A recurring theme of the NTD sessions at this year’s ECCMID conference was the relationship between NTDs, HIV and STDs. Figures for each seem to overlap, as do some of the physical signs.
Each complements the other’s existence. For example, an NTD’s (such as schistosomiasis) symptoms make target areas (in this case epithelium) vulnerable and as a result ease the path of sexually transmitted disease (STDs) and HIV agents into the body. And with that, the person becomes coinfected by more than one dangerous illness.
Fexinidazole has been used for over 30 years and studies are being conducted to ascertain its effect on sleeping sickness. The parasites that cause sleeping sickness and VL are closely related, so researchers at the University of Dundee decided to see whether the drug could also work against VL too.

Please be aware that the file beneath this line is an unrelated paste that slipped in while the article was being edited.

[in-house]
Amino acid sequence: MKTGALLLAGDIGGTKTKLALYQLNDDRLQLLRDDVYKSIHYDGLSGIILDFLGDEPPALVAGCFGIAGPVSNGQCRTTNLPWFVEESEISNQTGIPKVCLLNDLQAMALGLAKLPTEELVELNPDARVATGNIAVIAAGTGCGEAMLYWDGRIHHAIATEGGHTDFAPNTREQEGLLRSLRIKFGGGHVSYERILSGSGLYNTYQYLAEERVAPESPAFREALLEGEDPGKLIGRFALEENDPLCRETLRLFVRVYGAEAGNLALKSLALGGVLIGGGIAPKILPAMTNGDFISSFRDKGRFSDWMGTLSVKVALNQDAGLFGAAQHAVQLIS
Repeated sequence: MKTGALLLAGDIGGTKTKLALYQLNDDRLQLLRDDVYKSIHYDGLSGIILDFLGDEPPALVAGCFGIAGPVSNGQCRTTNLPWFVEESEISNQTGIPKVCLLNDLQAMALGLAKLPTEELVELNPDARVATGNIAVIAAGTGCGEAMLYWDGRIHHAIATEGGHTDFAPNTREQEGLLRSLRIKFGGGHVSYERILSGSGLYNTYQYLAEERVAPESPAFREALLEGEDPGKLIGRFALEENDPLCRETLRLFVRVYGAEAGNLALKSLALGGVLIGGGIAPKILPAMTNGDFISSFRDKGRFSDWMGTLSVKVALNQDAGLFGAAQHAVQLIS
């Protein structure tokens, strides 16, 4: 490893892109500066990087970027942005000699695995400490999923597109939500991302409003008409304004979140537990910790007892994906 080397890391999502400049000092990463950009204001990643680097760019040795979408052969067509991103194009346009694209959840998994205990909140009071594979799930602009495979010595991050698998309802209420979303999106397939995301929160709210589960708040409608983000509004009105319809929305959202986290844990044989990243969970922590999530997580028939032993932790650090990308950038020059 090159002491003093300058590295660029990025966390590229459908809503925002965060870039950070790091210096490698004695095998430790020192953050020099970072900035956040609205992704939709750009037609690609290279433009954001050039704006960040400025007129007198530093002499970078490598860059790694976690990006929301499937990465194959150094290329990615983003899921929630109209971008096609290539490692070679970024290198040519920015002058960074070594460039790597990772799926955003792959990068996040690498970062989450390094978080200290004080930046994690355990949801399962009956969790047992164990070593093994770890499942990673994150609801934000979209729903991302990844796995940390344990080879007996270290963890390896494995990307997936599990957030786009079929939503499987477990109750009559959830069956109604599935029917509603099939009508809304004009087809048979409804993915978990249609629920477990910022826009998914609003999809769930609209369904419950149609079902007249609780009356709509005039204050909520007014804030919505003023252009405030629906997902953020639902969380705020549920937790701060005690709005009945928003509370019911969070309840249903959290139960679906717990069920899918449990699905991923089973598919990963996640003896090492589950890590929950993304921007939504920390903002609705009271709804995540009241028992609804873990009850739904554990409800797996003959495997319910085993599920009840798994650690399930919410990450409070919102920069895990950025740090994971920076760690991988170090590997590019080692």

VL is an infectious disease caused by a parasite that is transmitted by the bite of an infected sandfly. After malaria, it is the biggest killer in many parts of Africa, Asia and Latin America. Estimates put 50,000 killed every year but WHO say this is a huge underestimate as many cases are never recorded. 1.5-2 million new cases occur annually even though only around 600,000 are declared, the WHO have said.
If left untreated, VL can have a fatality rate as high as 100% within two years. Safer and more effective oral drugs are required to treat this parasitic disease as current drug treatments are expensive, lead to harmful side effects and mostly given by injection, which is unsuitable in poor rural areas where VL strikes.